Monday 24 February 2014

My moment of the week - 3

Another step towards equal pay

News from Twenty20 Cycling
Milestone: Koppenbergcross is the first European cyclocross to give equal prize money, powered by Twenty20 Cycling.

The Koppenbergcross in Oudenaarde sets a new milestone in the history of cyclocross. In cooperation with the American company Twenty20 Cycling we are the first European cyclocross to provide equal prize money for men elite and women. So far there was a gap of over five thousand euros between the prize scales for men and women in first category races, such as the Koppenbergcross. A gap that the Sint-Pietersvrienden, organizers of the Koppenbergcross, now decided to close.
The winner of the GP Twenty20 Cycling (the new name of our women’s race) on Saturday November 1st 2014 is no longer rewarded by 350 euros but by 1667. Exactly the same as the next winner of our GP Willy Naessens for men elite. The same counts for all riders further down the results of our men and women’s race. A clear signal with which we hope to help the current growth of the Koppenbergcross and women’s cyclocross. So far, the world championships were the only cyclocross races on European soil to give equal prize money.

The British rider Helen Wyman – European champion cyclocross, member of the cyclocross committee of the international cycling federation, triple winner of our race and resident of Oudenaarde – is obviously happy with this step.
"In my eyes, this is a huge step. It is a very significant moment for women's cycling. This allows women to make one step up the ladder towards equality. I spend a lot of my free time trying to advance women’s cyclocross and I hope this will lead to a chain reaction of races who do the same, as I know the support is there from sponsors, supporters and riders. To be a part of this development for the sport is fantastic for me.”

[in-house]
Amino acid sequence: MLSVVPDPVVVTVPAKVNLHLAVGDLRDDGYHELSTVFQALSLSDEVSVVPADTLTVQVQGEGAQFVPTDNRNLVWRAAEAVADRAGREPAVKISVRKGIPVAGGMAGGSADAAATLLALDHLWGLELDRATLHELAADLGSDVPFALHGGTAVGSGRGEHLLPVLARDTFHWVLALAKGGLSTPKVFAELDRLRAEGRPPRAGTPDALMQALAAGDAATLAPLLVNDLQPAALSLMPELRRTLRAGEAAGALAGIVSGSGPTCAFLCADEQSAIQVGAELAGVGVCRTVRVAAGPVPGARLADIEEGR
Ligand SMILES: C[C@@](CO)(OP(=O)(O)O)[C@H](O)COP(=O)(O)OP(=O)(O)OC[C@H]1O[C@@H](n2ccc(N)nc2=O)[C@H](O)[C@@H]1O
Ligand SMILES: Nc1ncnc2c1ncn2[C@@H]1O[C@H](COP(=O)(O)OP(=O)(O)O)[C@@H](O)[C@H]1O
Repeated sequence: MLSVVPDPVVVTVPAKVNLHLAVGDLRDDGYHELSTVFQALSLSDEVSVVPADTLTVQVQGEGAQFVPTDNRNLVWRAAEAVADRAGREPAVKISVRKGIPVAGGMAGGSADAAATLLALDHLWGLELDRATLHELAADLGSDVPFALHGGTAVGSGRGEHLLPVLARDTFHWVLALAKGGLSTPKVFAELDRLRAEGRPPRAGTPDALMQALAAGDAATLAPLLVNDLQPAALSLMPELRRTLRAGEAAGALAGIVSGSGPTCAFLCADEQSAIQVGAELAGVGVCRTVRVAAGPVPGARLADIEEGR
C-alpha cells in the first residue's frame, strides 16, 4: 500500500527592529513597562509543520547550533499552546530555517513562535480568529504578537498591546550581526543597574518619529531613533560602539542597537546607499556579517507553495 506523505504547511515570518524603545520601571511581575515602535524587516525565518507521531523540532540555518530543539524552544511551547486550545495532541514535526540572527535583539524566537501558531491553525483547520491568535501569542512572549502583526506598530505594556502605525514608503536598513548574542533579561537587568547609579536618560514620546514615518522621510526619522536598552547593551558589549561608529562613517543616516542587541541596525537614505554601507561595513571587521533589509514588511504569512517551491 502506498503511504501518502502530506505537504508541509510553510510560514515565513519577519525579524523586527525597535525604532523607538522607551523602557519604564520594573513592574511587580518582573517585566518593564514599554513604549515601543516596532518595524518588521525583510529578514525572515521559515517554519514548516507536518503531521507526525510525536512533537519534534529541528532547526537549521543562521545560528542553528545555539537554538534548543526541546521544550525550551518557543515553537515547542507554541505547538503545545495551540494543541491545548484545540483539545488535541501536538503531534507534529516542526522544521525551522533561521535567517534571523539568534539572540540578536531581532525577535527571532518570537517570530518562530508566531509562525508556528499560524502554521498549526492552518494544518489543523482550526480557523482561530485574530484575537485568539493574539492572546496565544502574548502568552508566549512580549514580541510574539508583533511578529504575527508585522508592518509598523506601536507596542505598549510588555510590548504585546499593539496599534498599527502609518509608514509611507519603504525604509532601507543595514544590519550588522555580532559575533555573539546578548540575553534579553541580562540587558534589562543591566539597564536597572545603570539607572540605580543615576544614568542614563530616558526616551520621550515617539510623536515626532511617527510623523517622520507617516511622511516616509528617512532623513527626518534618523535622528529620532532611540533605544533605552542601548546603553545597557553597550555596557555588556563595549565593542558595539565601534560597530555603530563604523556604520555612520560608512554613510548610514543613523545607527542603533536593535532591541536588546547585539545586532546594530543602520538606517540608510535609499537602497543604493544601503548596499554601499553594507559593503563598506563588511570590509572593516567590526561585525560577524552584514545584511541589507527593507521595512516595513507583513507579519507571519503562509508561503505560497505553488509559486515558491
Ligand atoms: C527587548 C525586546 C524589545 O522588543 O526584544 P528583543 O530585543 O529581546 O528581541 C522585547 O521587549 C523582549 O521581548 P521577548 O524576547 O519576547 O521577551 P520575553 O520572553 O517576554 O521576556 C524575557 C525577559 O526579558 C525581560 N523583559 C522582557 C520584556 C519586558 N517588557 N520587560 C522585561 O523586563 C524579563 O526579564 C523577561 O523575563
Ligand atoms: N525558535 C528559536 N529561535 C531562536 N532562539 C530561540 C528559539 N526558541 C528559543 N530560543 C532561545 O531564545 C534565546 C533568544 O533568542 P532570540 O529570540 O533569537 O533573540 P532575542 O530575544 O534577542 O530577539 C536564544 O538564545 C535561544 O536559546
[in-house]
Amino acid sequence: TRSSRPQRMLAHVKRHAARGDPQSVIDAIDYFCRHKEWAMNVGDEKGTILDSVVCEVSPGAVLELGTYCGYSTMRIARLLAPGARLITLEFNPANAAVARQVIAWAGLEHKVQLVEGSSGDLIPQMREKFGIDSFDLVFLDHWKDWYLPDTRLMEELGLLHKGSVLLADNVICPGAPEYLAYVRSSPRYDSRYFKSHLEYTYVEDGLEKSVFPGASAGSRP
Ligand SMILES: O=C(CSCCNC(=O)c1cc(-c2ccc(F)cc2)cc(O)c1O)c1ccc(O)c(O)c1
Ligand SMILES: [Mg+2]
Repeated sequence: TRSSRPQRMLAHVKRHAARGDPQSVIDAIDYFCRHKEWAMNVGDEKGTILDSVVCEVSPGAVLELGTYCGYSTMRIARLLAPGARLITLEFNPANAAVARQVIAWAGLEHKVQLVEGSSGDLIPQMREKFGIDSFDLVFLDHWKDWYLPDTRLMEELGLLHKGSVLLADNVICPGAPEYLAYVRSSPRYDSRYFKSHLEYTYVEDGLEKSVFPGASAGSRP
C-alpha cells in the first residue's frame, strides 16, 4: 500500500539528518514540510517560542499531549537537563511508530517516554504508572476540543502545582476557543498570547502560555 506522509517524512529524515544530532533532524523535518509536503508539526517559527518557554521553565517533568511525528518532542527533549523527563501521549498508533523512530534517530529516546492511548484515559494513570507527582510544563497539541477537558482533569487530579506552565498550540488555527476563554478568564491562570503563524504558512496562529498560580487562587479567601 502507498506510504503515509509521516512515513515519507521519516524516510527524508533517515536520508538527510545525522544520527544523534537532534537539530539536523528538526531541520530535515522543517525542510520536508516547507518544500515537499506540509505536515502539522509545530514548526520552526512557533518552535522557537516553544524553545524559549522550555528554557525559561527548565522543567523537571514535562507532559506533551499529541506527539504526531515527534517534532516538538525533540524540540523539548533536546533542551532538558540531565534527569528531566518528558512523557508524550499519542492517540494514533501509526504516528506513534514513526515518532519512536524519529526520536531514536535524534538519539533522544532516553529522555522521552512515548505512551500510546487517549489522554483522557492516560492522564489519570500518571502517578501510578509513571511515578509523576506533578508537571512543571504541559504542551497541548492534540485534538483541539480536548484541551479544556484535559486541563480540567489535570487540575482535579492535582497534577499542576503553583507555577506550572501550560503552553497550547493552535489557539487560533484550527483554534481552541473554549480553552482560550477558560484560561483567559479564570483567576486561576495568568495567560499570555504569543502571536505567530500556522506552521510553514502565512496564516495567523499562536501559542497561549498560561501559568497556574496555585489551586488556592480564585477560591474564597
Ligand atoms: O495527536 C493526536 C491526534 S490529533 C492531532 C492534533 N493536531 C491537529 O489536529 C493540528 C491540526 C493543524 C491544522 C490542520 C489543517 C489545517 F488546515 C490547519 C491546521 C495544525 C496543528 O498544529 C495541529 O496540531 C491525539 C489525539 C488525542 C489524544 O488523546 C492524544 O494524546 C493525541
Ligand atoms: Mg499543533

“For the Koppenbergcross to be the first race in Europe to do this is very special. I love the Koppenbergcross, to me it is the biggest race outside of the World Championships. It is legendary. To have an American sponsor back the race shows how significant it is around the world. I can't thank Twenty20 Cycling enough on behalf of all of the racers that take part next season. I'm certainly already looking forward to the GP Twenty20 Cycling and hope to collect another cobble stone in 2014.”
I am very pleased to hear such positive news for women's cycle racing, especially in a world where the gap in prize money between the genders is shameful.
The winner of the 2013 Tour de France won 450,000 euros. The winner of the women's equivalent race in 2013, the Giro Rosa, won 460 euros! Marianne Vos, one of the greatest female cyclists, who has World Championship titles not just in cyclo cross but also in road racing and track cycling, plus Olympic titles can earn up to 80,000 euros per year. That is a decent salary, but compare that to the 2 million euros of Bradley Wiggins!
Furthermore professional male cyclists in a ProTour team are guaranteed a minimum salary of 30,000 euros per year. Women racers in equivalent level teams, on the other hand receive no minimum salary, with some only earning just 6,000 euros per annum, and many having day jobs in parallel to their cycle racing.
I understand that lobbying is constantly taking place, not least by the women racers themselves, and  the world cycling governing body, the UCI is (supposedly) looking into it. However, the wheels of change are turning very slowly.
It is good to hear this positive news and I hope it is the start of a turnaround in attitudes to prize money for women in sport.

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